The confirmation of Amy Coney Barrett to the Supreme Court could create a conservative majority for decades to come.
A new "Anti-Democracy Scorecard" released by the organization Take Back the Court last week shows that federal judges appointed under the Trump administration and shepherded through the confirmation process by Senate Majority Leader Mitch McConnell have voted overwhelmingly to erode voting rights.
The study found that judges appointed by Donald Trump ruled 85% of the time to make it harder for people to vote, and that judges appointed under Republican presidents in general ruled that way 80% of the time.
The study comes on the heels of a decadeslong march by dark money groups and billionaire Republican donors like the Koch brothers to pack the judiciary with conservatives for years to come.
Already judges appointed by Trump have impacted the 2020 election in places like Texas, where courts have ruled on limiting the number of ballot drop-off locations available to voters, who gets to vote by mail, and the postmark date required for ballots to be counted.
Beyond the November election, the host of GOP-aligned judges could also seriously complicate Democrats' post-election agenda, even if they are successful in winning back the White House and the Senate. A court system filled with conservative judges could mean repeated attempts to circumvent Congress with lawsuits challenging any and all of the legislation it hopes to pass.
One in 4 circuit court judges are Trump appointees, and over two hundred federal judges can now thank Trump for their new positions. Trump's picks are overwhelmingly white and extremely conservative.
Meanwhile, the ultimate goal of conservatives' judicial power grab is now well within reach. After a contentious series of hearings of the Senate Judiciary Committee during which she was grilled by its Democratic members on issues ranging from abortion to climate change, Amy Coney Barrett's nomination to the Supreme Court is set to be voted on by the committee on Oct. 22, after which it moves to a floor vote by the full Senate.
If confirmed, Barrett will be the decisive vote in a conservative court that could finally achieve the total disruption of the American political process, gutting voter protections and furthering Republican resolve to reshape heavily democratic districts to favor their own electoral chances. The conservative transformation of the high court would effectively ensure that conservative policies, such as cuts to programs such as Medicare and Social Security, that are wildly unpopular with the majority of Americans become the law of the land.
While Barrett's has a sparse record of rulings in voting rights cases, she did rule in 2019 against a plaintiff seeking to overturn an Illinois ballot signature requirement on constitutional grounds, claiming he was being denied fundamental rights under the First and 14th Amendments. Barrett ruled against him, writing that "it goes almost without saying that this slight burden is justified by Illinois's relevant and legitimate state interests."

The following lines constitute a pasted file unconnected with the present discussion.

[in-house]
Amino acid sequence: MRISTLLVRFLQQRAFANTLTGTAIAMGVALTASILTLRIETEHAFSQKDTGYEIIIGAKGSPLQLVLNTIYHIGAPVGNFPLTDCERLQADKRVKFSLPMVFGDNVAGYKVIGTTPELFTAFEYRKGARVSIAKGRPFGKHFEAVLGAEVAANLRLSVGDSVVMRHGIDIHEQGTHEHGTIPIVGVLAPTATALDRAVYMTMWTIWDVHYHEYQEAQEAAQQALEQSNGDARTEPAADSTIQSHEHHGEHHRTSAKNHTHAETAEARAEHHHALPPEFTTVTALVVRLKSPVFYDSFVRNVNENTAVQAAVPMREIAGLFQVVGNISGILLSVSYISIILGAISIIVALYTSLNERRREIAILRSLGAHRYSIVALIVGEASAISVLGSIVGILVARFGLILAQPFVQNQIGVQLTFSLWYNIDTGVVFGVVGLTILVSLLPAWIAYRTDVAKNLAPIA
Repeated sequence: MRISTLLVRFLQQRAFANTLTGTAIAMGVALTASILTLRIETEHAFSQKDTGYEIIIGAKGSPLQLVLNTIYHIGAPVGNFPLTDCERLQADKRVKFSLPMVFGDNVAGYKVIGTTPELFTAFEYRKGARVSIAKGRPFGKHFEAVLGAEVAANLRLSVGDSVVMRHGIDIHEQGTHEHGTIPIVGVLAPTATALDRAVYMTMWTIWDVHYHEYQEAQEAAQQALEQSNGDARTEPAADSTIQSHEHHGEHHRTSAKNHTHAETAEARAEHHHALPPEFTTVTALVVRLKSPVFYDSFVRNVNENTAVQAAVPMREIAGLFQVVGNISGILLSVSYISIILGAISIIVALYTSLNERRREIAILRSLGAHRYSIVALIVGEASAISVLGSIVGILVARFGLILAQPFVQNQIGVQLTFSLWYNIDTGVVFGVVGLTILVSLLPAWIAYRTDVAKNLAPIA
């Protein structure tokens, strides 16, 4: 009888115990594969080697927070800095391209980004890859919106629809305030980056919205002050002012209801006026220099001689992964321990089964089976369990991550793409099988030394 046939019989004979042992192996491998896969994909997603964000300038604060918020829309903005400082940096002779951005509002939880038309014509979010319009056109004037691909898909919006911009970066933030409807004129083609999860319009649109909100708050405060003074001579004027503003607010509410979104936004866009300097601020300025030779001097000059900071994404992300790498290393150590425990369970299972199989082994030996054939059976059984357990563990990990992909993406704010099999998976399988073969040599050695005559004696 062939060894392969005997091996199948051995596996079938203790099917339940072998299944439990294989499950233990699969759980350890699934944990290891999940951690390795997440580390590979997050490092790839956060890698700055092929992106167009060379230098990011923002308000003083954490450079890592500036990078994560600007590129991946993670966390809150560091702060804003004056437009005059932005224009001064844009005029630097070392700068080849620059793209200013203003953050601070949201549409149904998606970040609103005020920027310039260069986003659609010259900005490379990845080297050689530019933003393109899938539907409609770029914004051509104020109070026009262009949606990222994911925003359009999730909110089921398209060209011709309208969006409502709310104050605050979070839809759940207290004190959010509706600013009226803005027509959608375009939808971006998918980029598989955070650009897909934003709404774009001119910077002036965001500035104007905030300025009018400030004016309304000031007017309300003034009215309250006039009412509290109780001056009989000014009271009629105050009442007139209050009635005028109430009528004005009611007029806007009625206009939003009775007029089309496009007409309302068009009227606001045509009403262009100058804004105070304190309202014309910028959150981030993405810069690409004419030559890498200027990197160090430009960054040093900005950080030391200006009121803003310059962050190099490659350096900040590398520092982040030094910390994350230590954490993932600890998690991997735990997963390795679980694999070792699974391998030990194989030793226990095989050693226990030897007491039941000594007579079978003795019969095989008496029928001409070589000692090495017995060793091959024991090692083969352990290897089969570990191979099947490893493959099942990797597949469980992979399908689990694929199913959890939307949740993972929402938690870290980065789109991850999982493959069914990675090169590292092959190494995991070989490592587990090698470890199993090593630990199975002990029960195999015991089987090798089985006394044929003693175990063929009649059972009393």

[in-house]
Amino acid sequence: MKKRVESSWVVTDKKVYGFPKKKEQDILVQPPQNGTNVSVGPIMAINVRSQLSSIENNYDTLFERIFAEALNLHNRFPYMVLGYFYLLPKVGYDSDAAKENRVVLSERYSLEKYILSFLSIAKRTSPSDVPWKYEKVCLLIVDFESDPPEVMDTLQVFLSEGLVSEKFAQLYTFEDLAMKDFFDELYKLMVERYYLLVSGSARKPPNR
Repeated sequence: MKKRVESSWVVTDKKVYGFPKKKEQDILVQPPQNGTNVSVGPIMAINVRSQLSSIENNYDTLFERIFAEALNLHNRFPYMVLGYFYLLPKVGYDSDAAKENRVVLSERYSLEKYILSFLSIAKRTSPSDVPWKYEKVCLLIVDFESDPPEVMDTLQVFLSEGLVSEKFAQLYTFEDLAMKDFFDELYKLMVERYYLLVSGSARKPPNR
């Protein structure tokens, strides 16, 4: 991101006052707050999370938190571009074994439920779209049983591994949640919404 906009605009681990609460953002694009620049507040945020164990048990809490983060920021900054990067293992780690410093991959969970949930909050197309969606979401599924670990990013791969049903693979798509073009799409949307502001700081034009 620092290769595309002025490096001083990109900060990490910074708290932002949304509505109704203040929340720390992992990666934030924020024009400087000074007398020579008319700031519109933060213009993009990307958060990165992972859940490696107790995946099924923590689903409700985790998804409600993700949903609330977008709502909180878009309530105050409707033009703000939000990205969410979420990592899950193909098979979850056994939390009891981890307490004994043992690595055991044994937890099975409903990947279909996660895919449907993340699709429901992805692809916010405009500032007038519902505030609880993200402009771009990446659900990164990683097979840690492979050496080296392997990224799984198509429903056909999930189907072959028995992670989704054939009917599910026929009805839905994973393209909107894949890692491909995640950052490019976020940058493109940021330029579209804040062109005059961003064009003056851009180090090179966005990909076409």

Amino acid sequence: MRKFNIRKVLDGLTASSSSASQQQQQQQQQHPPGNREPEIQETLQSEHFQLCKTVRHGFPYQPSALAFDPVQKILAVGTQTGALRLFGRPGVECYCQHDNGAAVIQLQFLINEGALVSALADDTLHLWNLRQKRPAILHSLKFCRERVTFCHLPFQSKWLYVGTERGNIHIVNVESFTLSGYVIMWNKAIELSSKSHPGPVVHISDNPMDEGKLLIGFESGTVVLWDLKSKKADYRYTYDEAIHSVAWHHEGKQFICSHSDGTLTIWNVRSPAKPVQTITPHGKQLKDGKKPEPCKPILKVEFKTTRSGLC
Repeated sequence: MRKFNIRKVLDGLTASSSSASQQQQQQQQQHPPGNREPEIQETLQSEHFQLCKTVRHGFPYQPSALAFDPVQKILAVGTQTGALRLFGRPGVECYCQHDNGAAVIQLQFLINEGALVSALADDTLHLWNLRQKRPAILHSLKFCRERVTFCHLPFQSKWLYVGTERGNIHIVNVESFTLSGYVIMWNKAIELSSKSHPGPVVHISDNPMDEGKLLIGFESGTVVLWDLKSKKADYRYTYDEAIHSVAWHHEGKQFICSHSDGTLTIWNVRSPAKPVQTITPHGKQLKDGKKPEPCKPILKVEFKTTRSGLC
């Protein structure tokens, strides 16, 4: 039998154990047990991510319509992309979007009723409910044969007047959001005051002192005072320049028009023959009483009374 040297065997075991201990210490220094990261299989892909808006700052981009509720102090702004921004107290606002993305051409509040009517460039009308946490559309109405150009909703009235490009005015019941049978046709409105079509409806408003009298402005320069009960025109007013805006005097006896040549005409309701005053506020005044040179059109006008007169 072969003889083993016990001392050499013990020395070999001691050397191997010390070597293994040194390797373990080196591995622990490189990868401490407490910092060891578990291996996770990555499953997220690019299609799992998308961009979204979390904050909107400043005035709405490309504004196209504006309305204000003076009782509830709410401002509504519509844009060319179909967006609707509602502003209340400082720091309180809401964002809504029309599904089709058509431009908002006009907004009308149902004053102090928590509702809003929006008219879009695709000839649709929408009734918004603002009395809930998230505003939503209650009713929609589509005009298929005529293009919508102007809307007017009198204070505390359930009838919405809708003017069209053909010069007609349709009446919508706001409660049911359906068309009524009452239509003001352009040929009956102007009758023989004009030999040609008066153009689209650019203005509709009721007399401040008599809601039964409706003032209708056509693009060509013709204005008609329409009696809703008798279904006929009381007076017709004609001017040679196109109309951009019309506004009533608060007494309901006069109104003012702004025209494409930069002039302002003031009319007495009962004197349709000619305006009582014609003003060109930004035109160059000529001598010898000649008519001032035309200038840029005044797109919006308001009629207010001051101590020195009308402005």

Barrett failed to address the plaintiff's claim of violation of his First Amendment rights in her ruling, and notably failed to recall the amendment in its entirety during her confirmation hearings last week.
As Barrett's swearing-in draws near, and court battles over voting protections continue, it seems less and less likely that Justice Ruth Bader Ginsburg's last request — for her replacement on the Supreme Court to be nominated by the winner of the 2020 election — will be honored.
In sharp contrast to both Barrett and the conservative justices already on the court, Ginsburg was a unfailing champion of voter rights, consistently arguing to strengthen protections against voter discrimination and writing opinions in favor of expanding the right of all Americans to vote.
One of her most famous dissents came in 2013 in Shelby County v. Holder. The decision in that Supreme Court case, by a vote of 5 to 4, gutted the Voting Rights Act by striking down the requirement that jurisdictions with a history of discrimination against minority voters obtain clearance from the federal government before enacting any changes to their voting procedures.
"Throwing out preclearance when it has worked and is continuing to work to stop discriminatory changes is like throwing away your umbrella in a rainstorm because you are not getting wet," Ginsburg wrote.
Now, with storm clouds gathering on the horizon and voting rights again in peril, Ginsburg's words ring more true than ever.
When pushed by Sen. Amy Klobuchar (D-MN) this week on whether or not she believes it is illegal to intimidate voters, Barrett refused to answer: "I can't characterize the facts in a hypothetical situation, and I can't apply the law to a hypothetical set of facts. I can only decide cases as they come to me litigated by parties on a full record after fully engaging precedent, talking to colleagues, writing an opinion, and so I can't answer questions like that."
Published with permission of The American Independent Foundation.